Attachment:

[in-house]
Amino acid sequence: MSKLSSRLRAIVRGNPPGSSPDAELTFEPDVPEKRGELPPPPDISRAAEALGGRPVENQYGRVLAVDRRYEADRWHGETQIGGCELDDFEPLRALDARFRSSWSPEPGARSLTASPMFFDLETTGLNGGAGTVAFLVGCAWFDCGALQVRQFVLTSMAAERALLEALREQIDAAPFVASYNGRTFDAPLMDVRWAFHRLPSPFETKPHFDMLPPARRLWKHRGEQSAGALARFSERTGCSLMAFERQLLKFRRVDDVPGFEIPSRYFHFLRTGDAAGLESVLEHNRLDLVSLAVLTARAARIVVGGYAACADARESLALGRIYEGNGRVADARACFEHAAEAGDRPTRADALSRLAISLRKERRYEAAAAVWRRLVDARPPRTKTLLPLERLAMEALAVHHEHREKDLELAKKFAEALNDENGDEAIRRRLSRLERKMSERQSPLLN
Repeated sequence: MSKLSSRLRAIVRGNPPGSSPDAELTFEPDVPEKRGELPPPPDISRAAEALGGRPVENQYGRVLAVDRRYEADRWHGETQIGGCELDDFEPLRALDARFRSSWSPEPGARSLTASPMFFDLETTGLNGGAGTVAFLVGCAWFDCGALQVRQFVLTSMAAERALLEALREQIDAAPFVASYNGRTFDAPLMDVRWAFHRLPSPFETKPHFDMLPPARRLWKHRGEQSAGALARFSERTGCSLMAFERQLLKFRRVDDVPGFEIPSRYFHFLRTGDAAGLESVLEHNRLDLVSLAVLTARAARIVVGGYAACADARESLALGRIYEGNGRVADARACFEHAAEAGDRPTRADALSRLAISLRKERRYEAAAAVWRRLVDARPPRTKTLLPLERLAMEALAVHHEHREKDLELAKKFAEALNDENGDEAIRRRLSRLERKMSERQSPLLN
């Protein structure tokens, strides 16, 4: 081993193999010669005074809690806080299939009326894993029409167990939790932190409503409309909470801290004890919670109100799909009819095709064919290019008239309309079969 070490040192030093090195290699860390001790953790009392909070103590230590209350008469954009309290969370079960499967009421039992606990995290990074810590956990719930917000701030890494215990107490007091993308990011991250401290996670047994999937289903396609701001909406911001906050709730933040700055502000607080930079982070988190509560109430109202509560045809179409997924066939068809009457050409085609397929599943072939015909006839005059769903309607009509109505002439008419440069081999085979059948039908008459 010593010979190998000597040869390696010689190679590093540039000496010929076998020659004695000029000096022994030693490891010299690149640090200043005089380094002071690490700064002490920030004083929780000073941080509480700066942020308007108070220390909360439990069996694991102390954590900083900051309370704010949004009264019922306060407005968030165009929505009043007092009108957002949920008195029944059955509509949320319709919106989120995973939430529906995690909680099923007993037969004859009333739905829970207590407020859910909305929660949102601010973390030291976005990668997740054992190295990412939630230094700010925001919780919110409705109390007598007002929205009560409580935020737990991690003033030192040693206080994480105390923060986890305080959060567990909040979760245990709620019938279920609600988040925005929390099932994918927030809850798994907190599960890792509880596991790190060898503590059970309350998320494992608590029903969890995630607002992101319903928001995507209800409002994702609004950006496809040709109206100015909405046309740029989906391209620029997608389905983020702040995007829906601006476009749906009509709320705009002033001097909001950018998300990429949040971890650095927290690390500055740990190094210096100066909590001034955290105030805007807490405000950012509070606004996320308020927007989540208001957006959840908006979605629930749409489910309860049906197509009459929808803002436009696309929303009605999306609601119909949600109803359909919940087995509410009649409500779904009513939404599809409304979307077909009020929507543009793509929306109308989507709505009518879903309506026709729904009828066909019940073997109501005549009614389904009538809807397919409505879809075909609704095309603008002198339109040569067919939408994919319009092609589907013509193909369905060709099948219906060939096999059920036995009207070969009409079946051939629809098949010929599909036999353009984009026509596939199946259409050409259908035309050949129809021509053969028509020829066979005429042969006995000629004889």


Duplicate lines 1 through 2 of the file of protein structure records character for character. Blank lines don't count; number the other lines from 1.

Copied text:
[in-house]
Amino acid sequence: MSKLSSRLRAIVRGNPPGSSPDAELTFEPDVPEKRGELPPPPDISRAAEALGGRPVENQYGRVLAVDRRYEADRWHGETQIGGCELDDFEPLRALDARFRSSWSPEPGARSLTASPMFFDLETTGLNGGAGTVAFLVGCAWFDCGALQVRQFVLTSMAAERALLEALREQIDAAPFVASYNGRTFDAPLMDVRWAFHRLPSPFETKPHFDMLPPARRLWKHRGEQSAGALARFSERTGCSLMAFERQLLKFRRVDDVPGFEIPSRYFHFLRTGDAAGLESVLEHNRLDLVSLAVLTARAARIVVGGYAACADARESLALGRIYEGNGRVADARACFEHAAEAGDRPTRADALSRLAISLRKERRYEAAAAVWRRLVDARPPRTKTLLPLERLAMEALAVHHEHREKDLELAKKFAEALNDENGDEAIRRRLSRLERKMSERQSPLLN